CLEVELAND — It was already hot and muggy at 8 a.m. as the first wave of White County football players descended upon the practice field at White County High School Monday morning.
But no one -- not coaches, players, trainers, distant onlookers -- seemed to care, especially when the most welcome sight of all was spotted.
In fact, several balls were pulled out of dust-gathered bags as Monday marked the first day that schools were allowed to use sport-specific equipment in the wake of COVID-19.
The Georgia High School Association lifted its ban on sports-related equipment last week and boosted group workouts from 25 to 50 athletes.
The governing body of high schools across the state has been working toward the implementation of sports-related equipment since the athletes returned to campus with limited workouts on June 8. Monday was an affirmation that the GHSA is hungry to get the fall season started on time.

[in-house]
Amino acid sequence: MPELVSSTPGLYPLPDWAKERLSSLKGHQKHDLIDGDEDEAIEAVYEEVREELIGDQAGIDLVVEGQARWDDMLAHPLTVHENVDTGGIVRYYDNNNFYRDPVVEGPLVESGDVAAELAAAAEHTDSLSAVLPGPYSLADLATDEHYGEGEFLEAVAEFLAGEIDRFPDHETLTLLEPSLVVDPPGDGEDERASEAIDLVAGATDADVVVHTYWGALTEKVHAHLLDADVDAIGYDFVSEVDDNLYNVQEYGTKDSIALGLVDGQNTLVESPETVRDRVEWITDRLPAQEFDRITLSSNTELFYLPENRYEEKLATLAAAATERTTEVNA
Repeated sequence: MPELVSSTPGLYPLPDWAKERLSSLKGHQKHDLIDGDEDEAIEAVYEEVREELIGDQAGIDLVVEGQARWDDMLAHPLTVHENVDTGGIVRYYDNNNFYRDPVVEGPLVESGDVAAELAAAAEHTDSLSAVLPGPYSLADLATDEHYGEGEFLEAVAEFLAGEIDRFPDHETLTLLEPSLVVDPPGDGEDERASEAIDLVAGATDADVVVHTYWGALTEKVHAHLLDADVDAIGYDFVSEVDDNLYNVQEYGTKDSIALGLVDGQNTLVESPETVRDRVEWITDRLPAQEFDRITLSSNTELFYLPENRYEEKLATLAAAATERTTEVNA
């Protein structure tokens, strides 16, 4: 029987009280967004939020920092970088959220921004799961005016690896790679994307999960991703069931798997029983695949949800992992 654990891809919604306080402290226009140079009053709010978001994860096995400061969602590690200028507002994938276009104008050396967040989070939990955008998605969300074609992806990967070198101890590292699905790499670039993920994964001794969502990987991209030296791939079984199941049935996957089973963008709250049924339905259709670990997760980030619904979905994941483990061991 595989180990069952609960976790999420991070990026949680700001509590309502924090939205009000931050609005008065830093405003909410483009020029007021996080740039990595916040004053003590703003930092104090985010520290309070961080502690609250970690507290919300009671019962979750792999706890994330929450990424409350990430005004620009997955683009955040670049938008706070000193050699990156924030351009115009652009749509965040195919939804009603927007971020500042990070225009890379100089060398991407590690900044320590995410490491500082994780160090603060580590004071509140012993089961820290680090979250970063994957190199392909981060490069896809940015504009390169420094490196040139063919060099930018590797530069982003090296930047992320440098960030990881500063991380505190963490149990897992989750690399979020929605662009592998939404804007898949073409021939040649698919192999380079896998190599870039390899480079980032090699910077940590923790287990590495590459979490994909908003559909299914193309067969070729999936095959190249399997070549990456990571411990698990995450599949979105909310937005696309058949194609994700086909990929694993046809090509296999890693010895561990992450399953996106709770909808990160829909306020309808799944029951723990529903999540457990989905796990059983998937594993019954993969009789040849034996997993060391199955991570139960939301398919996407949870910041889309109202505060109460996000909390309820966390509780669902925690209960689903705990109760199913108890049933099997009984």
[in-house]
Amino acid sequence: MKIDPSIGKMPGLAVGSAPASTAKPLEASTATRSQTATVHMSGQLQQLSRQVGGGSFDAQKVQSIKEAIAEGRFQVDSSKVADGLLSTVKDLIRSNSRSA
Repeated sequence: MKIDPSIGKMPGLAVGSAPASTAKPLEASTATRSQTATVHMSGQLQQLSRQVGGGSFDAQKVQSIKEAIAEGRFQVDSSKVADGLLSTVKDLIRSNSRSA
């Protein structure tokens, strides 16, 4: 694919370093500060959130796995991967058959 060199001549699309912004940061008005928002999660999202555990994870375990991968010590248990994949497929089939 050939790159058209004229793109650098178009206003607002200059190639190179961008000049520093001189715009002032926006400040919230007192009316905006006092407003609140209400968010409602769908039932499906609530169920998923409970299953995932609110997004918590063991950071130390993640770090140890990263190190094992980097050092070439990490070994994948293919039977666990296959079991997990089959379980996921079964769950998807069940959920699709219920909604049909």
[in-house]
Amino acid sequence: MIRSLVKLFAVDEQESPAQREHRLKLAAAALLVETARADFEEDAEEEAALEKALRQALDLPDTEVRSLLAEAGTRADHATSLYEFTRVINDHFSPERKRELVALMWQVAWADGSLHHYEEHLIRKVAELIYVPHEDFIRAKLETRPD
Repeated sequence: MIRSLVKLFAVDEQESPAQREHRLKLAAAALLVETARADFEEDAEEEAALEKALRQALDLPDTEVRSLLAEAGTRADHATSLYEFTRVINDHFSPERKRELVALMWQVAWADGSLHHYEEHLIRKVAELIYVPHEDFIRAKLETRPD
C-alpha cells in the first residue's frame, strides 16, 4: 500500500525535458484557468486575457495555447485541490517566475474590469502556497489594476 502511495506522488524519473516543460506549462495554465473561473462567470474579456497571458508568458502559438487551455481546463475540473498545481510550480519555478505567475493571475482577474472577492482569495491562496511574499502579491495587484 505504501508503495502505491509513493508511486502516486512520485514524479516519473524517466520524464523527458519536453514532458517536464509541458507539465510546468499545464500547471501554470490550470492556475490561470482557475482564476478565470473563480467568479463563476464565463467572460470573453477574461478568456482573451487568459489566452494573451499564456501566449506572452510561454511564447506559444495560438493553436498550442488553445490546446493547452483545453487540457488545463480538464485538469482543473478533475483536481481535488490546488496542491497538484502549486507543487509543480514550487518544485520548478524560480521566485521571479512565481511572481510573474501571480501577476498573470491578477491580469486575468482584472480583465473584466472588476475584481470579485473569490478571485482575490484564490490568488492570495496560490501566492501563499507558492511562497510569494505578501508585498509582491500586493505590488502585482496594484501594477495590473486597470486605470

If the GHSA follows the same pattern as the last three weeks, they could announce a full return to practice at the annual dead period which is next week.
The Warriors, along with Habersham Central and Gainesville, were part of several area schools and programs to break out their equipment. However, Hall County, the largest system in northeast Georgia, did not implement the latest recommendations by the GHSA.
"Obviously we are glad to be able to get on the field and start doing some more football related work," Habersham Central coach Benjie Harrison said. "It's good to see some guys running around catching some balls. For the quarterbacks, it's great to get some time with a football in their hands working fundamentals after being away so long."
It was the same in Cleveland.
"It was great to finally be on the field with my team," White County coach Tim Cokely said. "For us the lay-off made us more grateful for the time we have together playing our sport...football."
AccessWDUN toured the area Monday to shoot some long-awaited video of team's getting more and more back to old habits.
(Click play above to see the entire video.)
AccessWDUN's Bo Wilson contributed to this story.